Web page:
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Arteriovenous Malformations - Symptoms and Treatment
A cerebral arteriovenous malformation is a birth defect in which there is an abnormal connection between the arteries and veins in the brain. The arteries carry blood rich with oxygen from the lungs, and the veins carry blood back to the heart for recirculation. Each vessel is normally separate and travels in its own pathway. In an AVM, the blood vessels are tangled together and do not travel in their own path. Much like a small ball of string, the vessels are wrapped around each other. Most people with neurological AVMs experience few, if any, significant symptoms. The malformations tend to be discovered only incidentally, usually either at autopsy or during treatment for an unrelated disorder. But for about 12 percent of the affected population (about 36,000 of the estimated 300,000 Americans with AVMs), these abnormalities cause symptoms that vary greatly in severity. Seizures and headaches are the most generalized symptoms. AVMs also can cause a wide range of more specific neurological symptoms that vary from person to person, depending primarily upon the location of the AVM. Such symptoms may include muscle weakness or paralysis, loss of coordination, difficulties carrying out tasks that require planning, dizziness, visual disturbances, problems using or understanding language, abnormal sensations (such as numbness, tingling, or spontaneous pain), memory deficits, mental confusion, hallucinations, or dementia.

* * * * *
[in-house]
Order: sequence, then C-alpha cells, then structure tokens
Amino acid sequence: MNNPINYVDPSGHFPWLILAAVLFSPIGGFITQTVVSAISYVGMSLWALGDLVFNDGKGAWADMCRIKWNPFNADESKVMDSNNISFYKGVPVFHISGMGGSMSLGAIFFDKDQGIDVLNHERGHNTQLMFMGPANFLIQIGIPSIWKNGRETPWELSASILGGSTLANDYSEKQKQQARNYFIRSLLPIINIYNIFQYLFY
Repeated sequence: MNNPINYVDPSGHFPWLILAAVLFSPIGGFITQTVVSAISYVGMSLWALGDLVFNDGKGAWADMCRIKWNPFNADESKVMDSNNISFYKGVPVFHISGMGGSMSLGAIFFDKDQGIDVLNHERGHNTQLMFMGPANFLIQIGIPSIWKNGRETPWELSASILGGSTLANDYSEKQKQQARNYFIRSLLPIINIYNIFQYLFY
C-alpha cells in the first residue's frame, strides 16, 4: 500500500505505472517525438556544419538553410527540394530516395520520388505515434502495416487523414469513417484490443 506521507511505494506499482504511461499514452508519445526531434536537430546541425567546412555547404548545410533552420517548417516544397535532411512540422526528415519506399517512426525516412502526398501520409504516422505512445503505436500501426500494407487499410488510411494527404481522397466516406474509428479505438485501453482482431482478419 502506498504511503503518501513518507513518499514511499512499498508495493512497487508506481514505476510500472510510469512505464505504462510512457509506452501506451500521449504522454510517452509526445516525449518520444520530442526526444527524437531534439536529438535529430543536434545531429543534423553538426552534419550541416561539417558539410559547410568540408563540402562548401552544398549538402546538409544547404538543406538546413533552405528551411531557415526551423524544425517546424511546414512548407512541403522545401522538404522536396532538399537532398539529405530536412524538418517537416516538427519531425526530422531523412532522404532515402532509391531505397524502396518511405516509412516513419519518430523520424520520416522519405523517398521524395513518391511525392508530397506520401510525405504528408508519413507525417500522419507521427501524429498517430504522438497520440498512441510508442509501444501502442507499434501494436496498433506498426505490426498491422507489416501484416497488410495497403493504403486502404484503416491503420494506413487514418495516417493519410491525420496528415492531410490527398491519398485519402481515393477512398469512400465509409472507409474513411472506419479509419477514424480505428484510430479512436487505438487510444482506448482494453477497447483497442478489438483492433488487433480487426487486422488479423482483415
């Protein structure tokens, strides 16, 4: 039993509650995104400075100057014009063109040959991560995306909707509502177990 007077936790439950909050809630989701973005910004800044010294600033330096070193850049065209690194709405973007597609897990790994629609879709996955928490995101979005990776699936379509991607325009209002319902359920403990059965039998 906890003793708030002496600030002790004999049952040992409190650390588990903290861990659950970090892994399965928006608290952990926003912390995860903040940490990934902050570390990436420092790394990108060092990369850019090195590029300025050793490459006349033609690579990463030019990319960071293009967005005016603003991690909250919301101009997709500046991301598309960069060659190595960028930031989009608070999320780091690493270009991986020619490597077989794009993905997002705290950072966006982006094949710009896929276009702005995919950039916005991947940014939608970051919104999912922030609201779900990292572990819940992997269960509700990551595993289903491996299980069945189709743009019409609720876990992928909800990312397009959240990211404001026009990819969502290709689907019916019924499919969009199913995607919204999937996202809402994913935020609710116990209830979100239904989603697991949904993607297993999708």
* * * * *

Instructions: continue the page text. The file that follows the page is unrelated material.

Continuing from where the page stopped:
Arteriovenous malformations (AVMs) are defects of the circulatory system that are generally believed to arise during embryonic or fetal development or soon after birth. The genetic transmission patterns of AVM (if any) are unknown, and AVM is not generally thought to be an inherited disorder unless in the context of a specific hereditary syndrome . Normally, the arteries in the vascular system carry oxygen-rich blood at a relatively high pressure. Structurally, arteries divide and sub-divide repeatedly, eventually forming a sponge-like capillary bed . Blood moves through the capillaries, giving up oxygen and taking up waste products from the surrounding cells. Capillaries successively join together, one upon the other, to form the veins that carry blood away at a relatively low pressure. The heart acts to pump blood from the low pressure veins to the high pressure arteries. In the case of an AVM, there is an absence of capillaries in this "circuit." As a result, the vessels of an AVM have rather abnormal flow patterns that may be harmful, especially if a particular AVM has a high amount of blood flow or high pressures. This is a particularly serious problem in instances where AVMs involve parts of the central nervous system (the brain, spinal cord and their respective coverings, specifically the dura).
Causes of Arteriovenous Malformations
The common Causes of Arteriovenous Malformations :
Symptoms of Arteriovenous Malformations
Some common Symptoms of Arteriovenous Malformations :
Treatment of Arteriovenous Malformations
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